Ali Farrell (02:56): Well, COVID, as it did for everyone, put a real strain on this project. It was actually supposed to be released in spring of 2020, but when the first quarantine hit the seafood market just completely shut down altogether and there were no exports, there were no restaurants open, the wharfs weren't even buying anything. So, it obviously didn't make sense for the fishermen to have their boats and traps in the water at that point, if there was no outlet for their seafood. So we were actually, luckily, during that time able to make a significant impact with United Fishermen Foundation and we were able to connect them directly with consumers, which was awesome. The communities all came out and had lines of cars going to do market pickup, COVID style, I guess you would say. So, it was awesome to see that community come together.
Ali Farrell (03:49): But honestly, even when the COVID stuff slowed down and things did open back up, I still couldn't connect with a bunch of the people. Some of them were high risk. One of them for example, is Virginia Oliver, who is out of Rockport and she's 100 years old and she's still fishing, but they're people that I admired and who made an impact in the fishing community, so it was worth it for me to just wait and try to document them properly.
Pam Ferris-Olson (04:21): 100 years old and still pulling traps, that is amazing.
Ali Farrell (04:26): It is, yes. She's a very impressive woman, and she still goes out three days a week. She goes with her son and she does the work and she says she'll do it to the end because it's what she loves and it's in her blood, and she's a very cool woman.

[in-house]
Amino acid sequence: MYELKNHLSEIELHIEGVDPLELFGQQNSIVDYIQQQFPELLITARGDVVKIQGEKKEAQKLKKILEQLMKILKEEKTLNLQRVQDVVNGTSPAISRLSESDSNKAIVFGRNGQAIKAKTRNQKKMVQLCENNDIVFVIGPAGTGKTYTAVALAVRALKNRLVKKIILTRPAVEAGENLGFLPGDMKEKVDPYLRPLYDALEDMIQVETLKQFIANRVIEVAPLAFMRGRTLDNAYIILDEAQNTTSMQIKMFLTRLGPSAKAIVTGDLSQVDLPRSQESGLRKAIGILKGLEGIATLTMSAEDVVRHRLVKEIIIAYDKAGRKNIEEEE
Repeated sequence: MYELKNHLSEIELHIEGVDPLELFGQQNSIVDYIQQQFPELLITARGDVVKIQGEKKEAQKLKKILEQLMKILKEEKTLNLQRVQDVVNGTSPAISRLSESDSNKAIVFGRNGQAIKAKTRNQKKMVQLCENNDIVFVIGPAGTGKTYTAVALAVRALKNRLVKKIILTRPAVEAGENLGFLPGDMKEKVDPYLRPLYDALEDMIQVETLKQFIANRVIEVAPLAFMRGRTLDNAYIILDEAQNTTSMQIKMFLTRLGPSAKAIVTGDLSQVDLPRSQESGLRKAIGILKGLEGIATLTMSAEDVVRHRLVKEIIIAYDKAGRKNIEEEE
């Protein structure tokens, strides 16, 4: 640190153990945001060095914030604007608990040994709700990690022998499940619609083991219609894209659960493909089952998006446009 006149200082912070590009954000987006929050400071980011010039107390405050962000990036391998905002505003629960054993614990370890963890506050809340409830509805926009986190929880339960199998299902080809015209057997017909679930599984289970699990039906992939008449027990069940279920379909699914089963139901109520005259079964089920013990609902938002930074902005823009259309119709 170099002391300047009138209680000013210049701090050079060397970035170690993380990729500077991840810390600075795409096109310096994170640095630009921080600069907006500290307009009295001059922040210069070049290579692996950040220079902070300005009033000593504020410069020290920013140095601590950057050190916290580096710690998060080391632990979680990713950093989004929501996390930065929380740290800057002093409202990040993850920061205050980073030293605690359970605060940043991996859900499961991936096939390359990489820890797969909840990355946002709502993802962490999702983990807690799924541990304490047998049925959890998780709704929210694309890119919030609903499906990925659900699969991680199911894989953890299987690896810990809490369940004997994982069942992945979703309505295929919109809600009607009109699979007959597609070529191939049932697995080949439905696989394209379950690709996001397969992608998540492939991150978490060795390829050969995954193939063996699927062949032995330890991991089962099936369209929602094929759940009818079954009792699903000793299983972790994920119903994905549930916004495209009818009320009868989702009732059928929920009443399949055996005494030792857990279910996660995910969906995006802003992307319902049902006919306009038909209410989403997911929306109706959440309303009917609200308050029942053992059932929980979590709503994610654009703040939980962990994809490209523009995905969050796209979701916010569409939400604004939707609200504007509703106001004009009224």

Pam Ferris-Olson (04:45): So, I know you said you wanted to stay out of their way because you had your camera, but did you have a chance to put down your camera and try pulling up a trap?
Ali Farrell (04:54): On most of them, I try to just not be a nuisance, honestly, because what they do, it's a perfectly planned and timed dance that they do, and someone taking the wrong step in a wrong place, it's usually a guest on the boat that will do that and, it can make it dangerous for everyone on board. Not to mention it will slow down their time, and they're up at the crack of dawn and working really hard all day and they want to be done and get off the water. So, I'm not trying to slow them down, but I was happy to be able to just stay behind the camera because it's hard work. I have done it before, and it's very cool, but I give them a lot of credit for what they do.
Pam Ferris-Olson (05:40):One other question about what they do. Did you get a chance... I know you were trying to stay out of their way, but to put one of the rubber bands around a claw? That seems to me a pretty scary proposition.
Ali Farrell (05:54): I was able to do that. It's funny, because the first time I was like, "Oh no, I don't even know what I'm doing," and then there's an eight year old girl next to me, just popping them on like it's nothing. So, that gave me a little bit of confidence that I was going to be okay with all of that type of work. But yeah, it's very fun to be out there and very interesting.
Pam Ferris-Olson (06:18): And it's definitely a different line of work than us who stay behind the computer writing, yeah.
Ali Farrell (06:23): Absolutely, yeah. I would not be interested in getting up in the middle of winter when it's freezing, first thing in the morning, and getting out of my warm house, going out on the ocean. I'm happy and grateful that they do that for us.
Pam Ferris-Olson (06:39): Right. So it would be great to hear more about one of the women you featured in your book, Pretty Rugged.